Officials review hurricane preparation plans

Published 12:10 am Thursday, September 27, 2018

By Jim Buice
For the Clemmons Courier

Luckily, the remnants of Hurricane Florence caused few problems in the Village of Clemmons, but the town was more than ready for the pending storm.

During Monday night’s Clemmons Village Council meeting, Public Works Director Mike Gunnell outlined the preparations, and Shannon Ford, marketing/communications director, reviewed how the Village got the word out for a weather event that caused catastrophic damage along the coast and in eastern North Carolina.

As an action item, Clemmons officially terminated the state of emergency that was declared on Thursday, Sept. 13, in advance of the storm.

Gunnell provided a checklist of items from Public Works “to prevent any damage that we could,” including acquiring debris storage sites at strategic locations within the municipal limits.

“We did get three sites permitted with NCDEQ (N.C. Department of Environmental Quality) for the next six months in the event we have another storm,” Gunnell said. “As long as these sites remain open and the property owners are agreeable to let us use them, we can, by a phone call, reactivate them once they’re permitted.”

Gunnell said that he wanted to publicly thank Barry Leonard (Southwest Forsyth Little League parking area on Dillon Industrial Drive behind Public Works), Stan Forester (large field across from Holder Road on the west side of Lewisville-Clemmons Road) and Gene Lowder (graded site on Peace Haven Road) for their help.

“That gave us multiple sites where we wouldn’t have to haul all of the debris back to the (Public Works) yard,” Gunnell said. “It made for shorter distances and made the cleanup quicker and more efficient. We didn’t have a whole lot — maybe four or five trees.”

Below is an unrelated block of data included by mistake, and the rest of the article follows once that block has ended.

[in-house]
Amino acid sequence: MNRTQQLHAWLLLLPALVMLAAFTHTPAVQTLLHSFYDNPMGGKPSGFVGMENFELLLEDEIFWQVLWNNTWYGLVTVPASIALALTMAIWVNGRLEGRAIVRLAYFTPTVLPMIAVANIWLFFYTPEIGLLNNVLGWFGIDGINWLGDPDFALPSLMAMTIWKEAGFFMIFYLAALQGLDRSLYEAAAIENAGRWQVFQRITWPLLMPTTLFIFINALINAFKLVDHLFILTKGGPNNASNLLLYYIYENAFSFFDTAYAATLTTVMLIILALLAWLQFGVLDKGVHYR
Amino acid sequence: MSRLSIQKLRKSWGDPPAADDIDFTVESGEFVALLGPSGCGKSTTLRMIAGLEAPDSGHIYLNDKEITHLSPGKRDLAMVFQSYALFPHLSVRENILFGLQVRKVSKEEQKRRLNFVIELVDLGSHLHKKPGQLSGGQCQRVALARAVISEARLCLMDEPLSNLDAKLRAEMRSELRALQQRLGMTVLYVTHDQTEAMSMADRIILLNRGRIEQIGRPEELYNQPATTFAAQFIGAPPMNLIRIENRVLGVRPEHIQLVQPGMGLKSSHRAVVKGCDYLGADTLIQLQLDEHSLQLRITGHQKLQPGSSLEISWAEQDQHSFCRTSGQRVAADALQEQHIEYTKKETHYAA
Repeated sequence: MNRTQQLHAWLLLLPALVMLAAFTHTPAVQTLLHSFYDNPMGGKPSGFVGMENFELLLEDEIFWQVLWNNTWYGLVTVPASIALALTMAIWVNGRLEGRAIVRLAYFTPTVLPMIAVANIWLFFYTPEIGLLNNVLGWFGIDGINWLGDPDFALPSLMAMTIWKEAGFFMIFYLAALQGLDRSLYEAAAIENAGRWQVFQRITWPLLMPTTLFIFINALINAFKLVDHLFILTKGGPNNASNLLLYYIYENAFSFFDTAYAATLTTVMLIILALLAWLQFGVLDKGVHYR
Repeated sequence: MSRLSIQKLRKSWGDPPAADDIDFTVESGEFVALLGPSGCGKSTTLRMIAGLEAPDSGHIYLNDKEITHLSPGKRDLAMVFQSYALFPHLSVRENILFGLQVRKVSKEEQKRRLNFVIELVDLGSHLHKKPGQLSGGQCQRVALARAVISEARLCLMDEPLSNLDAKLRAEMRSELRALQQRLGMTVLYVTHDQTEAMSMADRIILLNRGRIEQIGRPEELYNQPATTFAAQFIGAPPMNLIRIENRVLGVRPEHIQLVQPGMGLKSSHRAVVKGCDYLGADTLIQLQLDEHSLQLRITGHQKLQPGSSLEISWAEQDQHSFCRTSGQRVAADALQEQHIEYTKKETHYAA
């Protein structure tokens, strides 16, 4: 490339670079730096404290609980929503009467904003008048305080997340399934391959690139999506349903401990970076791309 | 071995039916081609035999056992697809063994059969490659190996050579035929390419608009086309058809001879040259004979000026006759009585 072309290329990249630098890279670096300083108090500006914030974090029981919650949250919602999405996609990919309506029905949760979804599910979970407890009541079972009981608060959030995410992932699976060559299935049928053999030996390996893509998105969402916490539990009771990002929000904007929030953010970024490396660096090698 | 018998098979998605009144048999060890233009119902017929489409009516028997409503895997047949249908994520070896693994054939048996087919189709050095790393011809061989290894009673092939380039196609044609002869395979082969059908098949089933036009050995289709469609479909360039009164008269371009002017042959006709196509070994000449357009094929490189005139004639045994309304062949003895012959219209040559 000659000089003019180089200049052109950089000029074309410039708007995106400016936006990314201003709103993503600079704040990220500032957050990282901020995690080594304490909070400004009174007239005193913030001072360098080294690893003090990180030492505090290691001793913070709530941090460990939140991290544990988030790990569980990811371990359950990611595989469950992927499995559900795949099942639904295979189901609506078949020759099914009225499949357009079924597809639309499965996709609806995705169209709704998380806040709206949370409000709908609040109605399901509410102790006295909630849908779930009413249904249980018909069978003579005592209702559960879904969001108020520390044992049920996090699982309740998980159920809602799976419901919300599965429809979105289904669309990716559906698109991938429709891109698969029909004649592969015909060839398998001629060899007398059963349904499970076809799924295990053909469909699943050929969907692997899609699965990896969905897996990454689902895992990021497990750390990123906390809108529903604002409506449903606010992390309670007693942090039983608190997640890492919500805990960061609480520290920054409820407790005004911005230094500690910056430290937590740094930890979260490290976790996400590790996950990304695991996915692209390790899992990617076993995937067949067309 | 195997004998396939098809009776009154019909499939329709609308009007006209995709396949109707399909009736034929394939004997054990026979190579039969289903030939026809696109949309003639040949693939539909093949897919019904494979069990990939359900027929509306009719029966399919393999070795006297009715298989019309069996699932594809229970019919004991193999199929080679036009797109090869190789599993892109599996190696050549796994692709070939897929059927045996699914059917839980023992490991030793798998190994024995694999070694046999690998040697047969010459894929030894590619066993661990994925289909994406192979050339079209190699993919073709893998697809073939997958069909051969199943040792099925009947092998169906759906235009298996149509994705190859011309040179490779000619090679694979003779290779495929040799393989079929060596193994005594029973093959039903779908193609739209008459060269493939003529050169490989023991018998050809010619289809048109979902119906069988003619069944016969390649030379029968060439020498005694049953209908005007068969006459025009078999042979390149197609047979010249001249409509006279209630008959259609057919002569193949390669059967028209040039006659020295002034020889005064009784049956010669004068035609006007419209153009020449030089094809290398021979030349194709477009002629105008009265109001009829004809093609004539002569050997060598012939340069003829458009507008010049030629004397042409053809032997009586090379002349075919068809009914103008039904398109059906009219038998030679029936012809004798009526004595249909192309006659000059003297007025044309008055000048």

Councilman Mike Combest wanted to commend the three property owners.

“I would propose that we officially and formally recognize them because that’s a pretty big deal granting that access to us,” Combest said. “Hopefully, that recognition may motivate others to do likewise.”

The council agreed to do so by consensus.

Ford said that the communications effort was done primarily through email blasts and Facebook.

“We tried to funnel everyone to Facebook during the storm because even people who are not using Facebook have access to our Facebook page so you don’t actually have to be a user,” she said. “We tried to get out as much news as possible from our relative news sources.”

Ford also expressed her thanks to Mayor John Wait for a video he did explaining the emergency declaration.

“We got a lot of positive feedback from that,” she said.

In other business items, the council voted to direct staff to begin the process of repealing the size of political signs to allow for conformity to the state statute.

Village Manager Scott Buffkin said that issue came up “in an effort to simplify everyone’s life and where there will be no conflict” with what the state statute allows compared to the administrative policy that is in place in Clemmons.

“The only thing that we can find in any of our ordinances that addresses political signs at all is in the UDO (Unified Development Ordinance) — the sign portion and it limits the size of the political signs to basically two feet by two feet whereas the state statute will allow what is effectively three feet by two feet,” Buffkin said. “That’s truly the only difference that I believe there is currently in what the state statute is and what our ordinance says.”

In other business, the council:

• Approved Resolution 2018-R-13 fixing the date of a public hearing for Oct. 8 on the question of voluntary annexation pursuant to NCGS 160A-31 by Tharrington — Mission Development LLC and called for a public hearing on a Zoning Map Amendment for Tharrington — Mission Development LLC — Zoning Docket C-227.

• Called for a public hearing on a Zoning Map Amendment for Arden Group for Magnolia Park — Zoning Docket C-228.

• Heard from Wait as a matter of information regarding a conversation he had with Fire Chief Jerry Brooks about a fire tax increase of a 1/3 cent countywide to help create two overlay districts to assist with coverage in larger areas and that essentially $94,000 that is being generated in Clemmons isn’t being spent in Clemmons. The council asked if Brooks could be invited to a future meeting and provide more information.

• Heard from Ford in the marketing/communications report that Clemmons will participate in the National Coffee with a Cop on Wednesday, Oct. 3, from 2:30 p.m. to 4 p.m. at Chick-fil-A and that the final “Movie Night in the Village” will be “ET” on Saturday, Oct. 6, at the Jerry Long Family YMCA.